North Korea is rumored to have conducted a third nuclear test after earthquake monitoring stations detected an “unusual seismic event” in the region.
Numerous monitoring agencies across the globe picked up a series of tremors on Tuesday deemed to be “unnatural.” Tibor Tóth, executive secretary of the Comprehensive Nuclear Test Ban Treaty Organization, described the location of the tremors as “roughly congruent with the 2006 and 2009 DPRK nuclear tests.”
The US Geological Survey has confirmed the tremors were located slightly north of a site used by North Korea for its second nuclear test in 2009.
South Korea has raised its military alert level in the hours since the “quake” and is currently investigating whether the tremors were the result of a test. While nuclear blasts create tremors, they are distinguishable from those caused by natural earthquakes. Tóth added:
“If confirmed as a nuclear test, this act would constitute a clear threat to international peace and security, and challenges efforts made to strengthen global nuclear disarmament and non-proliferation, in particular by ending nuclear testing.”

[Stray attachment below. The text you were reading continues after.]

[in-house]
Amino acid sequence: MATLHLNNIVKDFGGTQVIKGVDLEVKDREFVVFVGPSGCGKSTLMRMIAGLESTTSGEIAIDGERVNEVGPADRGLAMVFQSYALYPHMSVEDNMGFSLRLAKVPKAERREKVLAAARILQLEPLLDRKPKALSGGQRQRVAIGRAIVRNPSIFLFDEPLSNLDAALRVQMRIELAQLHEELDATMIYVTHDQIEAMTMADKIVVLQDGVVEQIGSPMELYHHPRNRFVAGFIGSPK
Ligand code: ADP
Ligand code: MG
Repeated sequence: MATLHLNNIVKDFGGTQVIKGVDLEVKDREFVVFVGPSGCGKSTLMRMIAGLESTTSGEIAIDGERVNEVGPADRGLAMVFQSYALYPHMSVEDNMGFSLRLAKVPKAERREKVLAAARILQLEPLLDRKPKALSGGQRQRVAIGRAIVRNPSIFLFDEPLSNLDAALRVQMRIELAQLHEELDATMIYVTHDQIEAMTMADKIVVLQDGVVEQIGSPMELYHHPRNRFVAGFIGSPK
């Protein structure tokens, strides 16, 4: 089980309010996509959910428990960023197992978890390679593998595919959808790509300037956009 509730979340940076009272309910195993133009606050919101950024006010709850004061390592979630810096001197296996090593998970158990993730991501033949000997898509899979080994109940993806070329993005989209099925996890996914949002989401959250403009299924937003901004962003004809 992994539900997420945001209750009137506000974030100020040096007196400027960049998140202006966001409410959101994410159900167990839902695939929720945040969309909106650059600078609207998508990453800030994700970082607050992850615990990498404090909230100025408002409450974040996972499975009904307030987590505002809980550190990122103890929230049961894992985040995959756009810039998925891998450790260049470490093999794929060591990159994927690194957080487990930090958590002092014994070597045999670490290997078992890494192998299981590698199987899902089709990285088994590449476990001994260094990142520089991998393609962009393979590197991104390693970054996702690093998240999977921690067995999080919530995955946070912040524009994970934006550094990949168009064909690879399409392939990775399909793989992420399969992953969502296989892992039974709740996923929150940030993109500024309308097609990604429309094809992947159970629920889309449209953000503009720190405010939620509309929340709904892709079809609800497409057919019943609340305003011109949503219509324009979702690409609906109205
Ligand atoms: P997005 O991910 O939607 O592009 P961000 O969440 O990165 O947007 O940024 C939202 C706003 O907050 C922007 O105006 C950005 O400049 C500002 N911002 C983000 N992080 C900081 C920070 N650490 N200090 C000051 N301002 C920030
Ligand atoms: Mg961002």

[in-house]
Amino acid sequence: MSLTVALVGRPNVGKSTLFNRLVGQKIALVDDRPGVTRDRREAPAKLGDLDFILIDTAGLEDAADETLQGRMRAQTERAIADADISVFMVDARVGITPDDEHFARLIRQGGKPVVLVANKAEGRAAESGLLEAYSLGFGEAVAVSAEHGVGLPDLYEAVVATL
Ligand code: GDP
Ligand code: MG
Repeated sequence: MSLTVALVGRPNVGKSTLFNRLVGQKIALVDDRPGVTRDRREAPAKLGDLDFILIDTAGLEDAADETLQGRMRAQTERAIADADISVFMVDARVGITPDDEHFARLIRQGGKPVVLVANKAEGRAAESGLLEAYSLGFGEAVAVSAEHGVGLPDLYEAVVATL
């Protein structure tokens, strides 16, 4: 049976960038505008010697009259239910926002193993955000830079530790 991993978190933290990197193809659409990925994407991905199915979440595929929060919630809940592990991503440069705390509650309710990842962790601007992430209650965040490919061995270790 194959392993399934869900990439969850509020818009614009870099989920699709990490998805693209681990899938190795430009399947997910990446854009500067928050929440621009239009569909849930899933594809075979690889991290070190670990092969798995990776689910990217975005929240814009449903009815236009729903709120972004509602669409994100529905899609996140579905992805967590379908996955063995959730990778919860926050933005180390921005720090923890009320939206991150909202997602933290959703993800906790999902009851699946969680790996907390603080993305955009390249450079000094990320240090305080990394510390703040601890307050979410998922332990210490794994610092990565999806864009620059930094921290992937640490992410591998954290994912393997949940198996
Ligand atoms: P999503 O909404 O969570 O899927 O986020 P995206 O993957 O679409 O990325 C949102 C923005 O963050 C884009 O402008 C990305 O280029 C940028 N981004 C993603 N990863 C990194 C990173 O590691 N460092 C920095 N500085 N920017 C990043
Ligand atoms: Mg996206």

Meanwhile, Japanese government spokesman Yoshihide Suga has told a news conference in Tokyo:
“We think it is possible [the recorded tremors] came about as a result of a nuclear test by North Korea from looking at past cases.”
And Yosuke Igarashi at the Japan Meteorological Agency said:
“A natural earthquake normally starts with a smaller tremor followed by a larger one. This quake’s strength was the same throughout.”
North Korea revealed it would carry out further nuclear tests in an announcement released last month. The bellicose statement added that North Korea regarded the United States as its “sworn enemy.” The hermit state pins much of the blame for new UN sanctions on Washington.